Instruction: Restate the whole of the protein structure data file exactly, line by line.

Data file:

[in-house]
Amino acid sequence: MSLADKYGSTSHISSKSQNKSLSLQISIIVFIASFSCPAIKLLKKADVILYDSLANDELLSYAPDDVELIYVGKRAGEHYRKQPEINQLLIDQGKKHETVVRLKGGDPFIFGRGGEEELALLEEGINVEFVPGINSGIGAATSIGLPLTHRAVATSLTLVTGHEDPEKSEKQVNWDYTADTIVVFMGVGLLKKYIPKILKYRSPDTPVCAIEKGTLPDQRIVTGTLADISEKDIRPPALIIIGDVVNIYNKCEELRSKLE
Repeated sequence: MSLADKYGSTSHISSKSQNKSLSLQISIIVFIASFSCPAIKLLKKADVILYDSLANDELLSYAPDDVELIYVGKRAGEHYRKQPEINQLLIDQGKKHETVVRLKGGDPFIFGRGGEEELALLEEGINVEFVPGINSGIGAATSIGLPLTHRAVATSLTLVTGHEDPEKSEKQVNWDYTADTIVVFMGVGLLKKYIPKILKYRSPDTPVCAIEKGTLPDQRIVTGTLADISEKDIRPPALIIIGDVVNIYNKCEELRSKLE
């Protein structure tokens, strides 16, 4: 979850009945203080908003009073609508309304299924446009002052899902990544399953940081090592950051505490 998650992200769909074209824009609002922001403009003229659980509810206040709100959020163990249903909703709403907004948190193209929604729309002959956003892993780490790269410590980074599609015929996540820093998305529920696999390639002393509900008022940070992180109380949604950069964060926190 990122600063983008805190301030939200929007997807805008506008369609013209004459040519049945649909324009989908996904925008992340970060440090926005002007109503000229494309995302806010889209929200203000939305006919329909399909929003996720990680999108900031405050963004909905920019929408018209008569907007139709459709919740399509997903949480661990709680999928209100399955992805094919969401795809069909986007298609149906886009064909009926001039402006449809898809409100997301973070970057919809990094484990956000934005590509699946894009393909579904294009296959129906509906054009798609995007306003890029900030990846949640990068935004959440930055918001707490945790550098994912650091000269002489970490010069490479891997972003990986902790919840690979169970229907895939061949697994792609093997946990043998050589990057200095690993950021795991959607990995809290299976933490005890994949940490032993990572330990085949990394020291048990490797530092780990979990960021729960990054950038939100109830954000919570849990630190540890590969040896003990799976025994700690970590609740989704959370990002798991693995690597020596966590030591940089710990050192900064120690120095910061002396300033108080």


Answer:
[in-house]
Amino acid sequence: MSLADKYGSTSHISSKSQNKSLSLQISIIVFIASFSCPAIKLLKKADVILYDSLANDELLSYAPDDVELIYVGKRAGEHYRKQPEINQLLIDQGKKHETVVRLKGGDPFIFGRGGEEELALLEEGINVEFVPGINSGIGAATSIGLPLTHRAVATSLTLVTGHEDPEKSEKQVNWDYTADTIVVFMGVGLLKKYIPKILKYRSPDTPVCAIEKGTLPDQRIVTGTLADISEKDIRPPALIIIGDVVNIYNKCEELRSKLE
Repeated sequence: MSLADKYGSTSHISSKSQNKSLSLQISIIVFIASFSCPAIKLLKKADVILYDSLANDELLSYAPDDVELIYVGKRAGEHYRKQPEINQLLIDQGKKHETVVRLKGGDPFIFGRGGEEELALLEEGINVEFVPGINSGIGAATSIGLPLTHRAVATSLTLVTGHEDPEKSEKQVNWDYTADTIVVFMGVGLLKKYIPKILKYRSPDTPVCAIEKGTLPDQRIVTGTLADISEKDIRPPALIIIGDVVNIYNKCEELRSKLE
């Protein structure tokens, strides 16, 4: 979850009945203080908003009073609508309304299924446009002052899902990544399953940081090592950051505490 998650992200769909074209824009609002922001403009003229659980509810206040709100959020163990249903909703709403907004948190193209929604729309002959956003892993780490790269410590980074599609015929996540820093998305529920696999390639002393509900008022940070992180109380949604950069964060926190 990122600063983008805190301030939200929007997807805008506008369609013209004459040519049945649909324009989908996904925008992340970060440090926005002007109503000229494309995302806010889209929200203000939305006919329909399909929003996720990680999108900031405050963004909905920019929408018209008569907007139709459709919740399509997903949480661990709680999928209100399955992805094919969401795809069909986007298609149906886009064909009926001039402006449809898809409100997301973070970057919809990094484990956000934005590509699946894009393909579904294009296959129906509906054009798609995007306003890029900030990846949640990068935004959440930055918001707490945790550098994912650091000269002489970490010069490479891997972003990986902790919840690979169970229907895939061949697994792609093997946990043998050589990057200095690993950021795991959607990995809290299976933490005890994949940490032993990572330990085949990394020291048990490797530092780990979990960021729960990054950038939100109830954000919570849990630190540890590969040896003990799976025994700690970590609740989704959370990002798991693995690597020596966590030591940089710990050192900064120690120095910061002396300033108080």